dismiss

Clean Sweep Live Auction on Wed. May 1st. Click to view the full inventory

DOTmed Home MRI Oncology Ultrasound Molecular Imaging X-Ray Cardiology Health IT Business Affairs
News Home Parts & Service Operating Room CT Women's Health Proton Therapy Endoscopy HTMs Pediatrics
SEARCH
Ubicación actual:
>
> This Story


Conexión o Registro to rate this News Story
Forward Printable StoryPrint Comment
advertisement

 

advertisement

 

Rad Oncology Homepage

Fivefold difference found in Medicaid reimbursements for radiotherapy May limit access to healthcare, especially in rural areas

Trends in radiation oncology workforce potentially threaten rural patients, says study More radiation oncologists leaving, fewer coming in to rural areas

Varian showcases first preclinical findings of Flash therapy trial Reductions in radiation lung fibrosis and dermatitis

Female oncologists submit fewer charges, paid less than male Study bases findings on Medicare records

Four considerations before embarking on a carbon therapy center The next frontier in improving cancer care

New approach identifies lung cancer patients most likely to respond to chemotherapy Combines radiomics and CT image assessment

Q&A with Scott Warwick, executive director of the National Association for Proton Therapy Find out what to expect at the year's biggest proton therapy industry event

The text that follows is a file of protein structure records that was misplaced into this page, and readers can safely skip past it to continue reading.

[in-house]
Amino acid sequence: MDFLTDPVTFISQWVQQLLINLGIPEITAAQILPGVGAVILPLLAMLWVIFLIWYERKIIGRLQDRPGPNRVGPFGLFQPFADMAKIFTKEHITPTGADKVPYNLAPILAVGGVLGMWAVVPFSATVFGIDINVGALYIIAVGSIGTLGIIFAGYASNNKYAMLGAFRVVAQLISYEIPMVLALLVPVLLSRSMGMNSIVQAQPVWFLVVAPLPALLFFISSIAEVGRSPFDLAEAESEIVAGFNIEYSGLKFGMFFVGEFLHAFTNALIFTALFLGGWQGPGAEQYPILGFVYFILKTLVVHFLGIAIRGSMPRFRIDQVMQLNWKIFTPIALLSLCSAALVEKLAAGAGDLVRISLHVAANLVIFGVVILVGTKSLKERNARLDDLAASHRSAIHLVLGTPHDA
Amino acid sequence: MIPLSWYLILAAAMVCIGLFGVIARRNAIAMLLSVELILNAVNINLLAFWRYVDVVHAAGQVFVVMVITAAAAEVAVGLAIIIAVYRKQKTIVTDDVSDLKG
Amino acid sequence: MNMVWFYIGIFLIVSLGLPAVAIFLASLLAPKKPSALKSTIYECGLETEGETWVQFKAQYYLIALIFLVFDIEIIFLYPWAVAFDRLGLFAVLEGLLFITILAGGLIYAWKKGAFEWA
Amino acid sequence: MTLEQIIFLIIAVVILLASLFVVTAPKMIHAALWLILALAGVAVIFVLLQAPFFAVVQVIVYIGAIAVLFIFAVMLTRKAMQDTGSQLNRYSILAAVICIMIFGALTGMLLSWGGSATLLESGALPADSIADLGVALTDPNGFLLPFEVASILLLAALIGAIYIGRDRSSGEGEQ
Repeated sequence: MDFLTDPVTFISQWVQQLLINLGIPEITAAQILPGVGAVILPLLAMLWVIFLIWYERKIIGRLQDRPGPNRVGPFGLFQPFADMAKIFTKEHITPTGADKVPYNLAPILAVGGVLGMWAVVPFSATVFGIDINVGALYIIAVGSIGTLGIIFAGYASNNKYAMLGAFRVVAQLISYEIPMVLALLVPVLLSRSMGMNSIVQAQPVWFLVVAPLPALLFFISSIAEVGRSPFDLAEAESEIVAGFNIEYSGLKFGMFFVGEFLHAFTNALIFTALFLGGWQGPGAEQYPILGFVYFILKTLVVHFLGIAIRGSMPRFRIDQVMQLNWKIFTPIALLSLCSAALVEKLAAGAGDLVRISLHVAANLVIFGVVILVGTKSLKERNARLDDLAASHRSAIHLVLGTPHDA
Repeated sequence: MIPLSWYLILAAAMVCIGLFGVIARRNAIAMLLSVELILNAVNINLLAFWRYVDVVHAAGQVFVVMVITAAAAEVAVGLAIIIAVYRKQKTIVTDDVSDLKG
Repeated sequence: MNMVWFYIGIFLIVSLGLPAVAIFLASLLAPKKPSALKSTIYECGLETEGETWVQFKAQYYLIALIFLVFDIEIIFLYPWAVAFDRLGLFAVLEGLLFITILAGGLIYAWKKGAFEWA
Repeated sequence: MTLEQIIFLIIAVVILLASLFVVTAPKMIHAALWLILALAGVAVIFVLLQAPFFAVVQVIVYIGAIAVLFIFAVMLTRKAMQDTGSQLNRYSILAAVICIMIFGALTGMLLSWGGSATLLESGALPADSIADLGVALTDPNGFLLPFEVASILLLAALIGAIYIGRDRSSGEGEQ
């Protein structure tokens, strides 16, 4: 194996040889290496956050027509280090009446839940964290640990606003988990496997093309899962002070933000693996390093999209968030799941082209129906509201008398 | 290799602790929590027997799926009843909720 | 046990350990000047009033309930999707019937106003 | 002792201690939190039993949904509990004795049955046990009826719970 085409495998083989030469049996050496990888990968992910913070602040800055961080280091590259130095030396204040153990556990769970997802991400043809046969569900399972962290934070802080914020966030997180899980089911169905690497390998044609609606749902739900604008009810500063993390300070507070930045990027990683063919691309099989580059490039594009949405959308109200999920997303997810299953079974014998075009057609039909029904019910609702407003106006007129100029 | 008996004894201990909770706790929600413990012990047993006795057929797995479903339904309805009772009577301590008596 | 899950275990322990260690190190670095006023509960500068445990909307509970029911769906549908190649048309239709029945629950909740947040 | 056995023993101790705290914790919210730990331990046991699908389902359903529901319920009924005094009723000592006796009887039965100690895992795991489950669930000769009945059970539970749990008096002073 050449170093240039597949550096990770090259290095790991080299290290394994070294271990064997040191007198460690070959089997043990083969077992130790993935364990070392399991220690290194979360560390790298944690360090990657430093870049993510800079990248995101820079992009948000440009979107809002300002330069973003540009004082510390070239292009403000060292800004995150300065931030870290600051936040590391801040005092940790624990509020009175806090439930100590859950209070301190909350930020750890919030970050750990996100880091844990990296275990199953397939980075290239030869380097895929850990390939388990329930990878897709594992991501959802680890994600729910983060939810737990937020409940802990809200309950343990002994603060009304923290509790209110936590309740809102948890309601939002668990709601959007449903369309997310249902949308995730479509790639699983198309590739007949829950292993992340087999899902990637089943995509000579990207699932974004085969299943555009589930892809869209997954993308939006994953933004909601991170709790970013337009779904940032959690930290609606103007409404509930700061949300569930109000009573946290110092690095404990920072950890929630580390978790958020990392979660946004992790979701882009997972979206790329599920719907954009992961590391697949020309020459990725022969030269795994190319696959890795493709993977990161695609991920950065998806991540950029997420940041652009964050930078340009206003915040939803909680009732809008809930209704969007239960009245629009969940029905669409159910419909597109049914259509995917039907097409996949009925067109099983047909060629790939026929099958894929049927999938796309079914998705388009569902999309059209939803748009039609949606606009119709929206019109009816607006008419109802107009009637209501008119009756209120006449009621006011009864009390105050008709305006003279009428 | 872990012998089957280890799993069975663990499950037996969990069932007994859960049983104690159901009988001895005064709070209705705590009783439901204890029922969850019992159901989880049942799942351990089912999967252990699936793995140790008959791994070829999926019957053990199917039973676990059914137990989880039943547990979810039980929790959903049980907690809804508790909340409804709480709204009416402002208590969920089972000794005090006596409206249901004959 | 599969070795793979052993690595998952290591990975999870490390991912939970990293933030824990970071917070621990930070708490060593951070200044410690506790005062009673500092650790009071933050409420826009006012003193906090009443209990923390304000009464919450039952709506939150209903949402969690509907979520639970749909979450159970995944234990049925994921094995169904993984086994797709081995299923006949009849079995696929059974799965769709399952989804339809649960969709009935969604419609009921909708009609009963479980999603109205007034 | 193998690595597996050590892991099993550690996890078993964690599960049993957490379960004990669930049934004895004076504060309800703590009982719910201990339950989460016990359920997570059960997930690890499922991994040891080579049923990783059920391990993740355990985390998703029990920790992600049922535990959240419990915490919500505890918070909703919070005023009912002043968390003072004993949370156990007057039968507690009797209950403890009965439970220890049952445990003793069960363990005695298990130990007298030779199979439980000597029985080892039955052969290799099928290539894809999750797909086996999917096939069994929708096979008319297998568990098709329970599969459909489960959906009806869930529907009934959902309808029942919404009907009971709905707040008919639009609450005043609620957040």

Aussies and Americans develop 3D models for assessing impacts of radiotherapy Test different levels and types of radiation

Law in Ontario prevents cremation of brachytherapy patients Experts call for eliminating the law, as it deters patients from lifesaving treatment

IBA tech plays first-time role in flash therapy demonstration Supports eventual integration of flash as clinical treatment

Researchers aim to improve flash therapy for X-ray and proton delivery

por Thomas Dworetzky , Contributing Reporter
Dramatic cuts to cancer treatment times – and making treatment technology more compact – got a boost from new funding for two accelerator-based projects; one using X-rays, the other using protons, now in the works by the Department of Energy’s SLAC National Accelerator Laboratory and Stanford University.

The PHASER X-ray project uses “rapidly scanned beams from many directions through electromagnetic steering with no mechanical moving parts, and is referred to as pluridirectional high-energy agile scanning electron radiotherapy,” according to a Stanford report on the work. It is designed to create a flash delivery system able to slash radiation times to under a second from minutes, as well as devising compact technology that can make advanced radiation therapy available more widely.

Story Continues Below Advertisement

THE (LEADER) IN MEDICAL IMAGING TECHNOLOGY SINCE 1982. SALES-SERVICE-REPAIR

Special-Pricing Available on Medical Displays, Patient Monitors, Recorders, Printers, Media, Ultrasound Machines, and Cameras.This includes Top Brands such as SONY, BARCO, NDS, NEC, LG, EDAN, EIZO, ELO, FSN, PANASONIC, MITSUBISHI, OLYMPUS, & WIDE.